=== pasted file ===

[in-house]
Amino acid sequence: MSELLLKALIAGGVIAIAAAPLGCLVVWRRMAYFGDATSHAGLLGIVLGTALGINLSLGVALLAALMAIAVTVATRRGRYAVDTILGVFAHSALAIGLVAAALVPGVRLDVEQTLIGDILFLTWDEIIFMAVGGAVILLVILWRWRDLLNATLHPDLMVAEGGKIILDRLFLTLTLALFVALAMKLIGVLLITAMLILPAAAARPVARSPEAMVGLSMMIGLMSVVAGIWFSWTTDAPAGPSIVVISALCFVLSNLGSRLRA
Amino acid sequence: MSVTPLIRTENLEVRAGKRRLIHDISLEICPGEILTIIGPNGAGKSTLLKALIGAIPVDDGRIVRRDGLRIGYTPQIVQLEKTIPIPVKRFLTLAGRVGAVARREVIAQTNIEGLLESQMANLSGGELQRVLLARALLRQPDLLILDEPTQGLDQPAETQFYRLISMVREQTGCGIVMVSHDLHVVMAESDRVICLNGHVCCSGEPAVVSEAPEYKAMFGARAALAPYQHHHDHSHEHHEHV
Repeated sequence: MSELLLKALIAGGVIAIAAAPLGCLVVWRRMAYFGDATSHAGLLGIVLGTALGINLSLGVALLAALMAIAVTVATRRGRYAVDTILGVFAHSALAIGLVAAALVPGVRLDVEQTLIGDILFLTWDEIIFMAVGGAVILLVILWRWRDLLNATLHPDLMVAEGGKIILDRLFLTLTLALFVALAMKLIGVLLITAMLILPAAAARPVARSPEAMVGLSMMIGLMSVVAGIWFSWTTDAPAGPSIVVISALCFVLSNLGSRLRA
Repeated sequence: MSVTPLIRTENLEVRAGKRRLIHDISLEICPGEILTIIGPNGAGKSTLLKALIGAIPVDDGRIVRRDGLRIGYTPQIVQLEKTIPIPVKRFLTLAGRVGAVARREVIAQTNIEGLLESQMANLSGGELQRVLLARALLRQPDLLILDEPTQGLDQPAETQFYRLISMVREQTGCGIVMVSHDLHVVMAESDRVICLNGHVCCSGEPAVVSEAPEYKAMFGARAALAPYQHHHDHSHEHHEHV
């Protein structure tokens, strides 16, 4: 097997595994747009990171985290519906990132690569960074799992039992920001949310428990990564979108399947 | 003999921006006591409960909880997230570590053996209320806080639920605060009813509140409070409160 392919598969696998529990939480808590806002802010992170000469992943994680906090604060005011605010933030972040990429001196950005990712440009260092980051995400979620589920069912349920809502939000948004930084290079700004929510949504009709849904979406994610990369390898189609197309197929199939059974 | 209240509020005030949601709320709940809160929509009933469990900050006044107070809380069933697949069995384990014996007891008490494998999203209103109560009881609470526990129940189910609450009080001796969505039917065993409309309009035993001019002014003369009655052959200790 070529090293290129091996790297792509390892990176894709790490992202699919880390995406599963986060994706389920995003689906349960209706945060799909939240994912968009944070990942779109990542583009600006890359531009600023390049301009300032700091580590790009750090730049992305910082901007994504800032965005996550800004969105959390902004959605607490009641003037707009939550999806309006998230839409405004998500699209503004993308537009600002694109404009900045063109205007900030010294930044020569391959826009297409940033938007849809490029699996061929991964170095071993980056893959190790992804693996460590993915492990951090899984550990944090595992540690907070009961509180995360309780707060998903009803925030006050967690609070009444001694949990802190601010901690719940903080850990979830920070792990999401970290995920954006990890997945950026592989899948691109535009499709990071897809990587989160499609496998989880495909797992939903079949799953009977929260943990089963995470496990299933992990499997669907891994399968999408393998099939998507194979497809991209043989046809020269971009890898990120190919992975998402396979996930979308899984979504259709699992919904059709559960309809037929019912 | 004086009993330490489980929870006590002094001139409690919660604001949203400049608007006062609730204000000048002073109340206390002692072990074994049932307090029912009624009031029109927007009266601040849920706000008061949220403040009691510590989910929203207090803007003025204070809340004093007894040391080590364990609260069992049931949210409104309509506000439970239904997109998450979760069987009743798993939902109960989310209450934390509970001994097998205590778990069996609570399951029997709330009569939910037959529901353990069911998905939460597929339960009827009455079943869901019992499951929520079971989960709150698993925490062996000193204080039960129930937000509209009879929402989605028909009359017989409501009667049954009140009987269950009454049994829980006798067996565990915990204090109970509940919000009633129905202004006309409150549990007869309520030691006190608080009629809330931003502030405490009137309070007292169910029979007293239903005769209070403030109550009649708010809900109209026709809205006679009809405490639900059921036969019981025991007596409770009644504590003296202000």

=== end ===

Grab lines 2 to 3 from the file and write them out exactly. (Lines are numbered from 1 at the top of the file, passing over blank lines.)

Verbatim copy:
Amino acid sequence: MSELLLKALIAGGVIAIAAAPLGCLVVWRRMAYFGDATSHAGLLGIVLGTALGINLSLGVALLAALMAIAVTVATRRGRYAVDTILGVFAHSALAIGLVAAALVPGVRLDVEQTLIGDILFLTWDEIIFMAVGGAVILLVILWRWRDLLNATLHPDLMVAEGGKIILDRLFLTLTLALFVALAMKLIGVLLITAMLILPAAAARPVARSPEAMVGLSMMIGLMSVVAGIWFSWTTDAPAGPSIVVISALCFVLSNLGSRLRA
Amino acid sequence: MSVTPLIRTENLEVRAGKRRLIHDISLEICPGEILTIIGPNGAGKSTLLKALIGAIPVDDGRIVRRDGLRIGYTPQIVQLEKTIPIPVKRFLTLAGRVGAVARREVIAQTNIEGLLESQMANLSGGELQRVLLARALLRQPDLLILDEPTQGLDQPAETQFYRLISMVREQTGCGIVMVSHDLHVVMAESDRVICLNGHVCCSGEPAVVSEAPEYKAMFGARAALAPYQHHHDHSHEHHEHV